On the Rising Religious Intolerance


Governments and religious bodies in Nigeria should deliberately avoid and discourage acts capable of hurting religious sentiments, and intensify efforts to encourage tolerance. Vincent Obia writes

It has been more than two weeks since a 74-year-old woman was murdered in Kano by Muslim fanatics, and that savagery seems to have provided the impetus for more religious cruelties. Mrs Briget Agbaheme, a Christian and trader at Kofar Wambai market, in Kano, was on June 2 clubbed to death by irate youths who accused her of blasphemy.

Five days later, on Tuesday, in Kaduna, a carpenter, Mr. Francis Emmanuel, was almost lynched by some Muslim youths in the Kakuri area of the metropolis for failing to observe the Ramadan fast. Forty-one-year-old Emmanuel was lucky to live to narrate his ordeal, as some sympathetic neighbours intervened and took him to the hospital. In pain on his hospital bed, he told journalists, “I went to buy wood to do some work. When I came back, I bought food to eat. As I was eating, about six Hausa boys came and asked me whether I was a Muslim or a Christian. I did not answer them. They asked me, why was I not fasting with them? I told them that I am not a Muslim.

“Before I knew it, one of them slapped me. As I stood up, the rest came and surrounded me and started attacking me with knives. I don’t know them. Nobody could come to my aid because of the type of dangerous knives they were carrying.
“They used cutlasses, scissors and knives on me until I became unconscious. I don’t even know who brought me to the hospital.”

Those alleged to be involved in these two incidents are being prosecuted in court. But beyond that, government at all levels in the affected areas need to take deliberate actions to discourage intolerance in all forms. As none of the two main religions, Islam and Christianity, and, indeed, no religion in the country, condones violence, implicitly or explicitly, religious leaders must intensity efforts to preach the virtues of tolerance, love, and coexistence – and be seen to be doing so.

Religious leaders would be doing Nigeria no good if they continue to tolerate in their congregations persons who by their actions and utterances seek to crush other people’s consciences and force them to follow beliefs they do not trust. There is no doubt that those who killed Agbaheme and attacked Emmanuel were persons resident or close to the neighbourhoods where the barbarisms were perpetrated. Those assailants were, certainly, close enough to be known and identified by both neighbours and leaders of the religion whose tenets they claimed to be upholding within the localities.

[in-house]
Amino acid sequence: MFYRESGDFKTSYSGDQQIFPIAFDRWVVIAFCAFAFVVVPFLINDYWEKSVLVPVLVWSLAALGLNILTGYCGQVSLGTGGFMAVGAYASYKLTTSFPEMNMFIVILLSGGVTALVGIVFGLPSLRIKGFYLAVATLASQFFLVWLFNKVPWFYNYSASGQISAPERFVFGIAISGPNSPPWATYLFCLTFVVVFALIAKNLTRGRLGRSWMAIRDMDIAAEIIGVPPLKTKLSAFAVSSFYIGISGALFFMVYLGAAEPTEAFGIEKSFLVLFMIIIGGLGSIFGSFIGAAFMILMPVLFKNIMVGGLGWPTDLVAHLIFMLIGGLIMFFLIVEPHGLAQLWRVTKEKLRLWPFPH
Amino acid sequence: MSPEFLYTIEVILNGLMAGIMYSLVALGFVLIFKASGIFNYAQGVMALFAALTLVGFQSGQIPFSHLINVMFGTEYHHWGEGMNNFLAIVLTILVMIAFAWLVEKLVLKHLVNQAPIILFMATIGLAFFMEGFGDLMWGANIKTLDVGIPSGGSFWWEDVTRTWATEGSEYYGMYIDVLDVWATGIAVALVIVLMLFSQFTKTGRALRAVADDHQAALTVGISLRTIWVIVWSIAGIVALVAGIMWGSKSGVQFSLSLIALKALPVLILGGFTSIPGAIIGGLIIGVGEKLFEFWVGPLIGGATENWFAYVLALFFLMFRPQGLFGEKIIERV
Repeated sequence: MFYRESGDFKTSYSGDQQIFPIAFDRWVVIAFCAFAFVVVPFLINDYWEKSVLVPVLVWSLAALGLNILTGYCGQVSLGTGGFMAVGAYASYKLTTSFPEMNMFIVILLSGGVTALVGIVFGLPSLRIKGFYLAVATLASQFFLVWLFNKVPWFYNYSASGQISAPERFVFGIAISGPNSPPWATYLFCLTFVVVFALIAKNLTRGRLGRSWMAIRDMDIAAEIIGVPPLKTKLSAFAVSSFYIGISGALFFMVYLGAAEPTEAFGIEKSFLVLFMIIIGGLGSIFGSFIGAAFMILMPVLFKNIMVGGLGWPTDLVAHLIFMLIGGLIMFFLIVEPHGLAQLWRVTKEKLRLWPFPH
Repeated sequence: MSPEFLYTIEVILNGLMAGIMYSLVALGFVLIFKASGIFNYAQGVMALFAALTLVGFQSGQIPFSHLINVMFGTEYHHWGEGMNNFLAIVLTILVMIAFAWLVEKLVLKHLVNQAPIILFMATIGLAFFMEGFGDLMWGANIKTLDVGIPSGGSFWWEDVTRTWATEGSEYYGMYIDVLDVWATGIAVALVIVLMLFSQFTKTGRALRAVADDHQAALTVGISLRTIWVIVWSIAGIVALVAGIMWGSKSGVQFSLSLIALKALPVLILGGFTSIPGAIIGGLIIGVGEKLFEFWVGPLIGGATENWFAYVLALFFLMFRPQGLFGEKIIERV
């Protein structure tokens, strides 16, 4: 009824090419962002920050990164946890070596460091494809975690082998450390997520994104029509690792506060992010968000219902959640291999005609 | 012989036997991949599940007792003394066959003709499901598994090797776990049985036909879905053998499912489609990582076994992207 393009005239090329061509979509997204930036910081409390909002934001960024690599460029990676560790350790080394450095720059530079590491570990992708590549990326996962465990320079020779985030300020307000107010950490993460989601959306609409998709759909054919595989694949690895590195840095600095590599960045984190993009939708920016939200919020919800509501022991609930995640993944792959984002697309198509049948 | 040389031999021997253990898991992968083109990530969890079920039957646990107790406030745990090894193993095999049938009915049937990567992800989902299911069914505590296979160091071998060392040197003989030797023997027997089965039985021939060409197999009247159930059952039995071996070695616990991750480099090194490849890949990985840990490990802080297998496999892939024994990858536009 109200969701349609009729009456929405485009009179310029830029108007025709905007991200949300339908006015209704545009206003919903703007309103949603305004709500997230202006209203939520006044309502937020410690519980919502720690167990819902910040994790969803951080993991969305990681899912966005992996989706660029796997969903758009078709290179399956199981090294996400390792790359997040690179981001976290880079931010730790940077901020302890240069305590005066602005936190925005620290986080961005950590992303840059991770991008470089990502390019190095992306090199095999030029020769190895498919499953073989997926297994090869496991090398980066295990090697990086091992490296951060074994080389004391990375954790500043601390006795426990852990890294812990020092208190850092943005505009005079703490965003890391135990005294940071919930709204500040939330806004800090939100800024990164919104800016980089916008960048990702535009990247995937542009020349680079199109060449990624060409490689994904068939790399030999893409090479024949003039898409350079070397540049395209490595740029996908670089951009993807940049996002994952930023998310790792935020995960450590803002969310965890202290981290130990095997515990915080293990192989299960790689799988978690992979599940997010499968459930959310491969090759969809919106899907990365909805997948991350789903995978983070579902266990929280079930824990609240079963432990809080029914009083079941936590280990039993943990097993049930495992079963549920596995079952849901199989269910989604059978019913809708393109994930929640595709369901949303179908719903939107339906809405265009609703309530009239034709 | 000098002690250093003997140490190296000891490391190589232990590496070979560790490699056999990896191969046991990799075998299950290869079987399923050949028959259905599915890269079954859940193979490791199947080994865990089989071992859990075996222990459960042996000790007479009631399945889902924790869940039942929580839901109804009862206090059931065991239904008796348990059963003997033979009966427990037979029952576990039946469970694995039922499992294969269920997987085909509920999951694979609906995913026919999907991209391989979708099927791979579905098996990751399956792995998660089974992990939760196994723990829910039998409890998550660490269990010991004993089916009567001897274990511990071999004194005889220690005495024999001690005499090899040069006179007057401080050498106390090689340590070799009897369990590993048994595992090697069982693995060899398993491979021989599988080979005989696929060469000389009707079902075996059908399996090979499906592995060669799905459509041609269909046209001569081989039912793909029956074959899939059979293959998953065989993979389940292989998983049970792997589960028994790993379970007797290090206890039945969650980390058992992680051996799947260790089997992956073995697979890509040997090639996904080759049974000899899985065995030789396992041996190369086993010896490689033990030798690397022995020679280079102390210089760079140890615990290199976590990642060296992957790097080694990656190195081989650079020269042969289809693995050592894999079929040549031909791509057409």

A deliberate attempt by religious leaders to isolate vicious tendencies committed in the name of religion and those associated with them will go a long way in preventing such inclinations and the tensions and divisions they cause.

Government at all levels, too, must eschew actions that tend towards religious imposition.
There is mounting tension in Osun State currently after a judgement of the State High Court in favour of the right of female pupils to wear hijab, an Islamic headscarf, in public schools.
The Christian Association of Nigeria responded to the verdict by directing all female Christian students in both primary and secondary schools in the state to wear their church garments to their various schools, beginning from tomorrow.

The judgement was on a case instituted by the Osun State Muslim Community against the state government over the right of female Muslim students in public schools in the state to use hijab on their school uniforms. But the preponderance of opinion in the state is that Governor Rauf Aregbesola, a Muslim, has encouraged the latest disagreement, which has further increased tension between Christians and Muslims. Religious pressures have been on the rise in Osun State since Aregbesola assumed office in November 2010.

At the federal level, too, there is growing resentment over an attempt by the National Assembly to pass a bill seeking to increase the jurisdiction of the Sharia Court of Appeal of the Federal Capital Territory and Sharia Court of the states in relation to the criminal justice system of the country. Many Christians see the bill as an attempt to Islamise Nigeria.

On Tuesday in Abuja, hundreds of protesters, comprising Muslims and Christians, under the aegis of the Coalition of Civil Society and Faith Based Organisations, marched to the National Assembly to protest against the proposed law, which they said was a recipe for disunity and conflicts that may lead to violence.

The government and religious leaders have a responsibility to lead the way in the efforts to enthrone religious and ethnic tolerance in the country. They should teach and preach tolerance in word and in deed.
Nigerians must learn to honour and respect one another’s beliefs. They must always give those on the other side of the religious divide the room to live in accordance with their own beliefs.
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